China’s top environment watchdog disclosed violations of smog-easing measures yesterday as heavy air pollution in the north is set to persist.
The Ministry of Environmental Protection punished more than 500 enterprises and construction sites for breaching haze response plans, and 10,000 vehicles were caught breaching regulations.
The move came as 72 cities in the Beijing-Tianjin-Hebei region and Shaanxi Province have issued or maintained yellow or more severe smog alerts.
China has a four-tier warning system for severe weather, with red being the most serious, followed by orange, yellow and blue. When a high alert is in force, heavy polluting vehicles and trucks carrying construction waste are banned from roads and some manufacturing firms have to cut production. Inspectors sent by the ministry identified several metallurgy, agricultural chemicals and steel plants in the region that failed to follow the alert-triggered bans.
The government of heavy-industry Tangshan City in Hebei Province has been warned for failing to strictly abide by a truck ban on its roads. Meanwhile, an unlicensed quarry in the city was found to have continued operation even after one of its officials had been detained, the ministry said, citing it as an example of foot-dragging over rectification orders.
The ministry urges local governments to take prompt remedial action and severely punish wrongdoings.
As of last night, China’s national meteorological center renewed orange smog alerts for large swathes of the northern region. The continuing heavy smog in large parts of China is disrupting schools and causing holiday travel problems.
The smog is predicted to dissipate from Sunday with the arrival of a cold front.
Yesterday was the last day of the three-day New Year holiday in the country, but authorities in Zhengzhou, capital of central China’s Henan Province, ordered students of primary and high schools as well as kindergartens to take today off as the city is on red alert for smog.
According to an urgent notice issued by the city’s educational bureau, primary and high schools may use weekends or holidays to make up the missing classes.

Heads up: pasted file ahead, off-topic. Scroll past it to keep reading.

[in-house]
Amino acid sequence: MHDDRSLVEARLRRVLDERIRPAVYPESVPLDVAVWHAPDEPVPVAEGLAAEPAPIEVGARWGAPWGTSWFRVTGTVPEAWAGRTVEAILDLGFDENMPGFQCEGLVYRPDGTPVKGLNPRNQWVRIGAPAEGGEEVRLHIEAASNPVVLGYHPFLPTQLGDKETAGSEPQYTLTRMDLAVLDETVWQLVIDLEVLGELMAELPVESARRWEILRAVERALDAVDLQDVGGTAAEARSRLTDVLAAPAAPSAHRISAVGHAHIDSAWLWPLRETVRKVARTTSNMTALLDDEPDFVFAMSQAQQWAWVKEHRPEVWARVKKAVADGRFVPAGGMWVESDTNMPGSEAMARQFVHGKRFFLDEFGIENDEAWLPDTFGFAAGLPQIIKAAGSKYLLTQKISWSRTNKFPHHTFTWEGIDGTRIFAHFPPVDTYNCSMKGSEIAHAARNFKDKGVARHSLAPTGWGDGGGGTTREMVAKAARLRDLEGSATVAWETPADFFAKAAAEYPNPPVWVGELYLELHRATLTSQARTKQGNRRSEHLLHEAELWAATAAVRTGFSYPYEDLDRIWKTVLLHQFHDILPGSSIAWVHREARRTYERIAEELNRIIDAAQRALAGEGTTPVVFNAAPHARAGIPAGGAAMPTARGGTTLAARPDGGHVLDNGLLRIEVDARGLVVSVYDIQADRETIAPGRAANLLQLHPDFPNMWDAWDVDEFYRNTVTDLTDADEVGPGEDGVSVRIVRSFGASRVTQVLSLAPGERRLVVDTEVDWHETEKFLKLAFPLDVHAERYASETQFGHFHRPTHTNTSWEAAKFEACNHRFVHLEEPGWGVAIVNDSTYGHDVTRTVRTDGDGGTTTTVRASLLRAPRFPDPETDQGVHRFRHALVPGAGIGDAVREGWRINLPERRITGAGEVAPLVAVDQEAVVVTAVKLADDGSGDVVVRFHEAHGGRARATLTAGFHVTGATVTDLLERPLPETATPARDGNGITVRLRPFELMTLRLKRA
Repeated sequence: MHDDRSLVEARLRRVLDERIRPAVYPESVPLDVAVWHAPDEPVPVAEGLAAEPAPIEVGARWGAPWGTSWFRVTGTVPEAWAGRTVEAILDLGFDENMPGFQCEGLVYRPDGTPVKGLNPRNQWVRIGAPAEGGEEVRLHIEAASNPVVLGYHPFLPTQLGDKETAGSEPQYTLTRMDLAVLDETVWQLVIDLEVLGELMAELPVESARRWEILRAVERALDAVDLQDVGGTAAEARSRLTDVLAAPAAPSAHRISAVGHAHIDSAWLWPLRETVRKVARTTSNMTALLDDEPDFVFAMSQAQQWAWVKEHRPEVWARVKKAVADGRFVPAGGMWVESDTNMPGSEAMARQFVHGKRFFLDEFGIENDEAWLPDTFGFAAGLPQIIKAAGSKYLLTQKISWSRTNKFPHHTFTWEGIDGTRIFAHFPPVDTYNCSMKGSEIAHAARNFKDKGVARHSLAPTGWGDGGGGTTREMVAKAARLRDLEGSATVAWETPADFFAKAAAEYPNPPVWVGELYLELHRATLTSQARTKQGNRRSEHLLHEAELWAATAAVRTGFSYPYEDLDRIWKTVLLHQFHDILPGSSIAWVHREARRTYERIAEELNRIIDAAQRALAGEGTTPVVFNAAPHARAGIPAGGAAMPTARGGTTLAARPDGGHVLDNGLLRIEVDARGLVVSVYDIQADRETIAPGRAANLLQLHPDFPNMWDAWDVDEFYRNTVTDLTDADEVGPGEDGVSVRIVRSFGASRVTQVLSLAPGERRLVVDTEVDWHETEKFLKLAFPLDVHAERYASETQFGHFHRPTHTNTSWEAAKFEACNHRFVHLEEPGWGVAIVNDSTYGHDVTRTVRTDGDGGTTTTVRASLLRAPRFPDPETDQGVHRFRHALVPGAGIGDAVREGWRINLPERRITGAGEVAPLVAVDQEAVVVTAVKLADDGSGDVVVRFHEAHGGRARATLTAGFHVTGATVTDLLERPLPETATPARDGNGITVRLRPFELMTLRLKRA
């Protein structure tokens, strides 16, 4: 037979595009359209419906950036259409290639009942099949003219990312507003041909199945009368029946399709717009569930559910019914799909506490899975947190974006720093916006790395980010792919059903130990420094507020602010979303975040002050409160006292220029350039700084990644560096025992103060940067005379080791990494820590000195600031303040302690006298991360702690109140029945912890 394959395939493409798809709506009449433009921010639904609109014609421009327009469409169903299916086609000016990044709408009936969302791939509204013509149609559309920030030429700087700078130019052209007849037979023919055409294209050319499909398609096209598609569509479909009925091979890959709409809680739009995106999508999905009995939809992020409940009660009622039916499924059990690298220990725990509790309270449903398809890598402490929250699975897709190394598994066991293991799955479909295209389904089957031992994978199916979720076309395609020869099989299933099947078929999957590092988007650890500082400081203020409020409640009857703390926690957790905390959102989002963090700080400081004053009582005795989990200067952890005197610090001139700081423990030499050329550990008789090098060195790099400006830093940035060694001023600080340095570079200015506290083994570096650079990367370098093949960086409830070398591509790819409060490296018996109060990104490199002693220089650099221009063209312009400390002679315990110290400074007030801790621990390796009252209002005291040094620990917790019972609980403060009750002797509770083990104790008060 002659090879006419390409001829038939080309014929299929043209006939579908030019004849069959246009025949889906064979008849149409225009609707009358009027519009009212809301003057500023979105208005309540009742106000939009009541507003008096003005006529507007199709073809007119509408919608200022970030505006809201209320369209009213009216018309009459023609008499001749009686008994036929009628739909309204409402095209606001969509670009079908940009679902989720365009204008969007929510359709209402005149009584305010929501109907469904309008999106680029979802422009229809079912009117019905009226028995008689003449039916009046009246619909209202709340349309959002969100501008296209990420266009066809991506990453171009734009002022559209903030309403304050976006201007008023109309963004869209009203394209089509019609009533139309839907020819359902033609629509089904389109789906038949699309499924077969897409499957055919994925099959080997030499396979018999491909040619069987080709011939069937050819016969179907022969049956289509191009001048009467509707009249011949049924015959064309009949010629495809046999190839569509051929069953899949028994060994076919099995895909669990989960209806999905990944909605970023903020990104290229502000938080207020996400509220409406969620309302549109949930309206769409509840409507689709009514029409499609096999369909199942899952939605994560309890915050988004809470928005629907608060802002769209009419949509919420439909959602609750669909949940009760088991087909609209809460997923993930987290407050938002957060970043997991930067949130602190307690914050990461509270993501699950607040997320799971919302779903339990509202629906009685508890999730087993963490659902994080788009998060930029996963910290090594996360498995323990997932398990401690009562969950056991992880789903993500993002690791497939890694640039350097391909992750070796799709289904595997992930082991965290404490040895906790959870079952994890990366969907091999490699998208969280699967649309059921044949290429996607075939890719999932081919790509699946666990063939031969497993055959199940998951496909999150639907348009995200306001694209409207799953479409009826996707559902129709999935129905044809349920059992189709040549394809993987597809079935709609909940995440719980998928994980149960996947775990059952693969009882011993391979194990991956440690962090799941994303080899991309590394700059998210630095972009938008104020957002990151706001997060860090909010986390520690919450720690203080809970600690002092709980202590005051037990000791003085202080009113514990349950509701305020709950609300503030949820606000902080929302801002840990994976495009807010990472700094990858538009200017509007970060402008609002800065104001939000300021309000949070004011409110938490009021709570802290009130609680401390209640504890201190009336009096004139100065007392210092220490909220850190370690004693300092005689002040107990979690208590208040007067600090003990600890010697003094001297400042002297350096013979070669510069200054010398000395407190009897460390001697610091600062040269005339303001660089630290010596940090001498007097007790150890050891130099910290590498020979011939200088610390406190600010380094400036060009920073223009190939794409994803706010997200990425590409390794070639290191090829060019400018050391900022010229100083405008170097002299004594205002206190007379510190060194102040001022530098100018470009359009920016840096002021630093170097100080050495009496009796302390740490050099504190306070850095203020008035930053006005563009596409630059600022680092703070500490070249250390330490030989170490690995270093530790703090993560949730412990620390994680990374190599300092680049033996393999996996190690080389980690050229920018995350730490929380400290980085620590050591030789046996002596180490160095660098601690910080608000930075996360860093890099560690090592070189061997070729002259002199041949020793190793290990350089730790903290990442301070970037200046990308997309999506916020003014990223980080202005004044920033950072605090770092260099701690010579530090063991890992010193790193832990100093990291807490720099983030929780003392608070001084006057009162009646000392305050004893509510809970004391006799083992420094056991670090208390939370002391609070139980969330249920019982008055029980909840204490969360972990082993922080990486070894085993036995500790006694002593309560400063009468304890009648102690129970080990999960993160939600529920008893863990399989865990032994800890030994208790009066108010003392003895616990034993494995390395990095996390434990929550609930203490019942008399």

In neighboring Shandong Province, the provincial weather station yesterday issued orange alerts for fog and smog that has led to visibility of less than 200 meters in 11 cities in the province. Around 50 flights were affected in the provincial capital Jinan as of 10am. Nearly 300 toll gates along 30 expressways have been closed, according to the provincial transport department.
Heavy fog was also seen in Chengdu, capital of southwest China’s Sichuan Province, stranding more than 8,000 passengers at its airport. A runway at Chengdu Shuangliu International Airport was closed for four hours, leaving over 80 flights delayed and seven canceled. .
Beijing Capital International Airport said flights there were returning to normal. Smog on Sunday caused hundreds of flights to be canceled and highways to shut.
Weather forecasts yesterday showed the smog would return to Beijing and nearby Tianjin City from today. It was expected to persist until Thursday in Hebei, the heavily industrialized province that surrounds the capital, and Henan and Shandong provinces as the region battles freezing temperatures.
Authorities have been issuing smog alerts across the north since mid-December, prompting orders for hundreds of factories to scale back production or close outright and for restrictions on motorists to cut emissions.
A pollution index that measures the average concentration of small breathable particles, known as PM2.5, dropped to just over 100 micrograms per cubic metre in Beijing early yesterday from over 500 late on Sunday. The safe recommended level of PM2.5 is 10 micrograms per cubic metre, according to the World Health Organization.
Yesterday, the Beijing government maintained its orange alert for heavy pollution and a ban on heavy-duty construction trucks from using the roads.
ARTICLE SOURCE: Shanghai Daily